The pressure cooker can make snappy work of intense whole grains and splendidly steam white rice to its full feathery potential yet a couple of wrong moves can have starch showering into your kitchen or,wrong turns may transform your grains into gruel. Here are some do’sand don’ts to get impeccably cooked grains without the hassle.DO check timing and proportion before you go: Every grain requires its own demanding measure of fluid to re-hydrate completely and not blast into a runny porridge. For example, soaked Basmati rice simply needs one cup water to one cup rice while steel-cut oats need three.Look up the rice or grain-sort in the pressure cooking time diagram,its suggested pressure cooking time and fluid prerequisites.
Try not to top off the pressure cooker. Like, ever: The rice or grain and their cooking fluid ought to never fill the weight cooker more than half. These foods expands to once, twice, three times as of now – you don’t need them to go anyplace close to the top of the pressure cooker (where the greater part of the security frameworks live).
Do fill it out to keep it from frothing up: Include a touch of oil,spread, ghee or any fat that matches your formula into the pressure cooker alongside the grains and cooking fluid. The fat will lessen the measure of froth that is produced while the rice or grain cook under united pressure cooker.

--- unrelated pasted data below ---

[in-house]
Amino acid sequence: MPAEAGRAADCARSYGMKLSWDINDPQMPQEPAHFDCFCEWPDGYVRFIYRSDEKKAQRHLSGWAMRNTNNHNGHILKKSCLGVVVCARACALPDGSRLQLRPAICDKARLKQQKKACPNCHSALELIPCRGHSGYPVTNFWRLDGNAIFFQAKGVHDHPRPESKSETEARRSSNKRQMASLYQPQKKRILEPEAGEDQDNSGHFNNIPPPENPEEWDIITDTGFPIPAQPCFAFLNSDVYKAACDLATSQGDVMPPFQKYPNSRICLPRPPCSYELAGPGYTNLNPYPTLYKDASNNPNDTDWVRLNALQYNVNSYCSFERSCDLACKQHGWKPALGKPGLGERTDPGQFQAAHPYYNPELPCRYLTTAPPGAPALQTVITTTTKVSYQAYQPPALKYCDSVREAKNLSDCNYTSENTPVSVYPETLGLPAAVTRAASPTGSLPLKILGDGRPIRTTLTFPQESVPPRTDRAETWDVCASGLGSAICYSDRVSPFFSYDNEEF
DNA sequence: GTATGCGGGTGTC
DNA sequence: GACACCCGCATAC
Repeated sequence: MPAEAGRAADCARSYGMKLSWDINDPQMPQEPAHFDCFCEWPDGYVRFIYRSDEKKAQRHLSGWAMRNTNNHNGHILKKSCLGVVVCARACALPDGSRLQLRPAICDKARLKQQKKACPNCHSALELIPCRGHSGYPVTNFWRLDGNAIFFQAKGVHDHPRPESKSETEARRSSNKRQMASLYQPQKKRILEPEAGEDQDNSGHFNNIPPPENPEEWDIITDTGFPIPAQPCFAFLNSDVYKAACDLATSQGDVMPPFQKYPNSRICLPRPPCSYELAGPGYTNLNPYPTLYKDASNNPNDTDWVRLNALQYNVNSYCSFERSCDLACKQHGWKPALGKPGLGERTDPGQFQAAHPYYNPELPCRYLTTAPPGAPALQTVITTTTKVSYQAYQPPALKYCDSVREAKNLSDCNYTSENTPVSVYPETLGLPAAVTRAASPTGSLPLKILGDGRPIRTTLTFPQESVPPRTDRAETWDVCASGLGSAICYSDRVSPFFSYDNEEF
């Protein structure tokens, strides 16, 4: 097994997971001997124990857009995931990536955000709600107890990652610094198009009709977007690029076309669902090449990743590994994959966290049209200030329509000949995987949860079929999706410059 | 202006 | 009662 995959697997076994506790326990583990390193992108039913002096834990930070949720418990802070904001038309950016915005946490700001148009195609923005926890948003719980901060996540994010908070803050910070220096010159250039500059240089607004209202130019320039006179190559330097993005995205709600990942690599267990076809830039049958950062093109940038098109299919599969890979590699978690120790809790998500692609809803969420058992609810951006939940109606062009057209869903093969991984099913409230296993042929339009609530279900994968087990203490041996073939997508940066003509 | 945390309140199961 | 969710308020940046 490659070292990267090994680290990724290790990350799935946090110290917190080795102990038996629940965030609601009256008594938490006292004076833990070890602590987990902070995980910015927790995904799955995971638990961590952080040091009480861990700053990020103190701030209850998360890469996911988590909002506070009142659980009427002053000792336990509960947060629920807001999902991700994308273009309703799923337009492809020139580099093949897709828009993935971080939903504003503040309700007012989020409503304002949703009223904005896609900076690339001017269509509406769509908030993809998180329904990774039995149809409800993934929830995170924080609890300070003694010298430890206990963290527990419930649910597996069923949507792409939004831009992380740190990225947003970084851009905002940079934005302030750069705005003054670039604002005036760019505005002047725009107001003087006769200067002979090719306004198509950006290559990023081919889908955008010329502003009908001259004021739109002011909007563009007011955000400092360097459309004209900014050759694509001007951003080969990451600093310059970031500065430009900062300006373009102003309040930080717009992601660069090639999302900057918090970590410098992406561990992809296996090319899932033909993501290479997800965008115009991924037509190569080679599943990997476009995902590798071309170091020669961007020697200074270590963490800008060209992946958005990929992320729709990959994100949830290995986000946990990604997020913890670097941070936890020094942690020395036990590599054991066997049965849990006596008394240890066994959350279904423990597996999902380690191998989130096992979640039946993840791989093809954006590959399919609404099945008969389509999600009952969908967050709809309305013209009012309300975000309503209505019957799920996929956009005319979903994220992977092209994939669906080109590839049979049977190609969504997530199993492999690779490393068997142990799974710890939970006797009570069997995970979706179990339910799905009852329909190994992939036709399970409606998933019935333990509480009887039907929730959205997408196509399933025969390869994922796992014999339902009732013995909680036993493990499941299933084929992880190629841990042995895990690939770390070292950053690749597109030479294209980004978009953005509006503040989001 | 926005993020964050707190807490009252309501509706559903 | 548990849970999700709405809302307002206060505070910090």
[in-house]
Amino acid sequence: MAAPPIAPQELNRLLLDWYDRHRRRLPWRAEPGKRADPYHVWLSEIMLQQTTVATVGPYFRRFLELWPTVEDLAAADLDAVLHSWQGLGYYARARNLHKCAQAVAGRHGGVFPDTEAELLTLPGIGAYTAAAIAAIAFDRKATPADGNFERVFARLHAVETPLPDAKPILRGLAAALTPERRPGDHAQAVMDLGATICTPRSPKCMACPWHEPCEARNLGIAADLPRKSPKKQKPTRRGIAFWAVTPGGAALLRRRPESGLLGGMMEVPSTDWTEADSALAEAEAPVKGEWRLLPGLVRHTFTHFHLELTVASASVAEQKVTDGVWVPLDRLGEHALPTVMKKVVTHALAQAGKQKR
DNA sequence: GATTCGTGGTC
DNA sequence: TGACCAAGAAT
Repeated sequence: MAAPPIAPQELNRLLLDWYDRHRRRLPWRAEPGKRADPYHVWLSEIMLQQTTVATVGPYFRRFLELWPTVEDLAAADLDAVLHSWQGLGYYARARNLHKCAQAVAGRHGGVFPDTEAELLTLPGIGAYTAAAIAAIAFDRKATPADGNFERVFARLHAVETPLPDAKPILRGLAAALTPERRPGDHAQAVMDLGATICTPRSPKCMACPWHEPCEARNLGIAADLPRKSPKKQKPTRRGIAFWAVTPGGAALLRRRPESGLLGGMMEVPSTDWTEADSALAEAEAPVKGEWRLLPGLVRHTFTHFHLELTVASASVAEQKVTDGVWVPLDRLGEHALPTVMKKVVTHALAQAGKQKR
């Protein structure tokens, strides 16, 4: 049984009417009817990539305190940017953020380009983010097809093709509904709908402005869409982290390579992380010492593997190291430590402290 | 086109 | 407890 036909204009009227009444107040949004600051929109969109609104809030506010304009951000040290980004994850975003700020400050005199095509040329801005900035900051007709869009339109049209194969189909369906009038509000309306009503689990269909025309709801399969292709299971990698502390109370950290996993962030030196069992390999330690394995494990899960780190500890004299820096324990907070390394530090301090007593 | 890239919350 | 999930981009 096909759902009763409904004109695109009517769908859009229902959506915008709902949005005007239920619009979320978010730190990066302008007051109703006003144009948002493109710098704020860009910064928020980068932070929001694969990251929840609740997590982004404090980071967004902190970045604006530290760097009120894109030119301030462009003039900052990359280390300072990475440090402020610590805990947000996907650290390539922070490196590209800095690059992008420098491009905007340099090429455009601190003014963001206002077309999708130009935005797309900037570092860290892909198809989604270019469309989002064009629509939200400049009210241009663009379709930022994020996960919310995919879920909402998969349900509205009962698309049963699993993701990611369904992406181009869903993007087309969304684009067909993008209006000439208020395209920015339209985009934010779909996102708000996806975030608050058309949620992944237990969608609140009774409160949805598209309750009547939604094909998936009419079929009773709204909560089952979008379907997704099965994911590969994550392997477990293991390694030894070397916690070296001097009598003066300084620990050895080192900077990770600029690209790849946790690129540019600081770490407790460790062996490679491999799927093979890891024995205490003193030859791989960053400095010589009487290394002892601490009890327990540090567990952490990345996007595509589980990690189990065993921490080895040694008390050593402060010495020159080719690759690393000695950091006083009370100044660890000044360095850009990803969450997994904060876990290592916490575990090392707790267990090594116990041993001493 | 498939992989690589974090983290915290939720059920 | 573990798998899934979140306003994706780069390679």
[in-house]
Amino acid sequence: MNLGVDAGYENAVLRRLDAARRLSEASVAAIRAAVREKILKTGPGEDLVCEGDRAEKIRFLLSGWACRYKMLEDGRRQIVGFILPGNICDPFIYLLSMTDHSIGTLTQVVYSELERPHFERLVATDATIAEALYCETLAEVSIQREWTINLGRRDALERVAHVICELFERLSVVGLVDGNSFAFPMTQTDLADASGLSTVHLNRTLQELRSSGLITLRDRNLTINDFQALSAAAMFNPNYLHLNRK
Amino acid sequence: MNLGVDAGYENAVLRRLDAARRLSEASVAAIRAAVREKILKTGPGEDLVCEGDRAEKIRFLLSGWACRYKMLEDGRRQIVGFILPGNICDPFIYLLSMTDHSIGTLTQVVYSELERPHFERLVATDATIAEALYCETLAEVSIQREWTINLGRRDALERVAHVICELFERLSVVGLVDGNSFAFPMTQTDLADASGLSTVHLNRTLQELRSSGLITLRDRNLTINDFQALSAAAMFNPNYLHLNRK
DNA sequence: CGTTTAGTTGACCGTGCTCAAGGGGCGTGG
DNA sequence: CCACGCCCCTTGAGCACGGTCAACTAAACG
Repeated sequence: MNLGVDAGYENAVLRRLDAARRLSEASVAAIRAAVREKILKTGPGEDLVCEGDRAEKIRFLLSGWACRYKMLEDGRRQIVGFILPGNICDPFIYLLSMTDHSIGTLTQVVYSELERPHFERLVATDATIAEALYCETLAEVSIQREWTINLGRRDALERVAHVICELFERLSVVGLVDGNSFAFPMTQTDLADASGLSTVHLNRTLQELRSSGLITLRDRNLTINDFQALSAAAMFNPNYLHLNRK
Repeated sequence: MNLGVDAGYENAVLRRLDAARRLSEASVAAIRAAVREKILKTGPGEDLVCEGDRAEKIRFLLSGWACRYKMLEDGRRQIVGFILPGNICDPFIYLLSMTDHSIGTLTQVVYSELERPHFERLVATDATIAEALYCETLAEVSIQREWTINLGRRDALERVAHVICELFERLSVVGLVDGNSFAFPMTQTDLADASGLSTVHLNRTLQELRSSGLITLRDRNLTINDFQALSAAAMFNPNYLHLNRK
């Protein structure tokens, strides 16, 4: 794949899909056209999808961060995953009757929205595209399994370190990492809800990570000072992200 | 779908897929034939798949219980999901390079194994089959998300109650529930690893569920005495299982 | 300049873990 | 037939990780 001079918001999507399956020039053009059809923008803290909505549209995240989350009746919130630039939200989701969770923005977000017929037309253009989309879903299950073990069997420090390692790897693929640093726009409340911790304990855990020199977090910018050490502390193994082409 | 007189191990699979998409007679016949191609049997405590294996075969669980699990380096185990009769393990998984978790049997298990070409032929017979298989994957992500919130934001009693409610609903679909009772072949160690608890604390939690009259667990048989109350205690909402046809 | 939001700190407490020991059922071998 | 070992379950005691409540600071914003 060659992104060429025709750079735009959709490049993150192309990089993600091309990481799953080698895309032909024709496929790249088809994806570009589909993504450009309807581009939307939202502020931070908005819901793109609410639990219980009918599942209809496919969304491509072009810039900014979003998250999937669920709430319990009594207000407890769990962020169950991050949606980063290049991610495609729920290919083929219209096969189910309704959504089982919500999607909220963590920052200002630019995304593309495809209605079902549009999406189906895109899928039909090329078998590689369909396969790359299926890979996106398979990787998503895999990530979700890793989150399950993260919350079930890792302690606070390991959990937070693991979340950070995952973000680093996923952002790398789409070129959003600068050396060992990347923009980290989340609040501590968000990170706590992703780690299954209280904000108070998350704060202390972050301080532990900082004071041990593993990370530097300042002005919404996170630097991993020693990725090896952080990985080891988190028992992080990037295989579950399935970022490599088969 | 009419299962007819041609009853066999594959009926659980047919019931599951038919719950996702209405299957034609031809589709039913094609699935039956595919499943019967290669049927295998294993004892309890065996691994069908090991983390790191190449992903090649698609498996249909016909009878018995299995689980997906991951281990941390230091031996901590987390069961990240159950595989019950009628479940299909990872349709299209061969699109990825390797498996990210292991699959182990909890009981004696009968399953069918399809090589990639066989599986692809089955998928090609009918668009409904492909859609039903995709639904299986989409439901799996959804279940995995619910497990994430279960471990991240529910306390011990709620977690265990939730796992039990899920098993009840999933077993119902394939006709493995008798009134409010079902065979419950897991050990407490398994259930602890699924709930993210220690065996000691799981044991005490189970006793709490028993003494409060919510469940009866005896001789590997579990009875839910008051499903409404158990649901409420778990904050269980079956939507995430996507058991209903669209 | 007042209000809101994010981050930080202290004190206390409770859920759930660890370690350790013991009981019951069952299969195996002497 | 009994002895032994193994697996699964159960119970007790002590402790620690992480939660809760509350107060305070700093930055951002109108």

Try not to surge it: All rice and grains ought to be opened utilizing the 10-minute Natural Release strategy. This includes a 5 minutes of low pressure cooking time utilizing just the cooker’s leftover warmth and vitality. All the more important, it is one the most fragile pressure cooker opening techniques, which guarantees no froth or starch comes showering out of the valve when you open the cooker.
DO bain marie-it for dubious pressure cookers:For pressure cookers, particularly those that jiggle or huff-and-puff to keep up pressure, cook rice in a heat proof container inside the pressure cooker. We call this pressure cooker bain marie (otherwise called “pan in-pot”) – this method cooks the rice, or grain, all the more carefully and utilizes the same prescribed grain-to-fluid proportions and cooking time.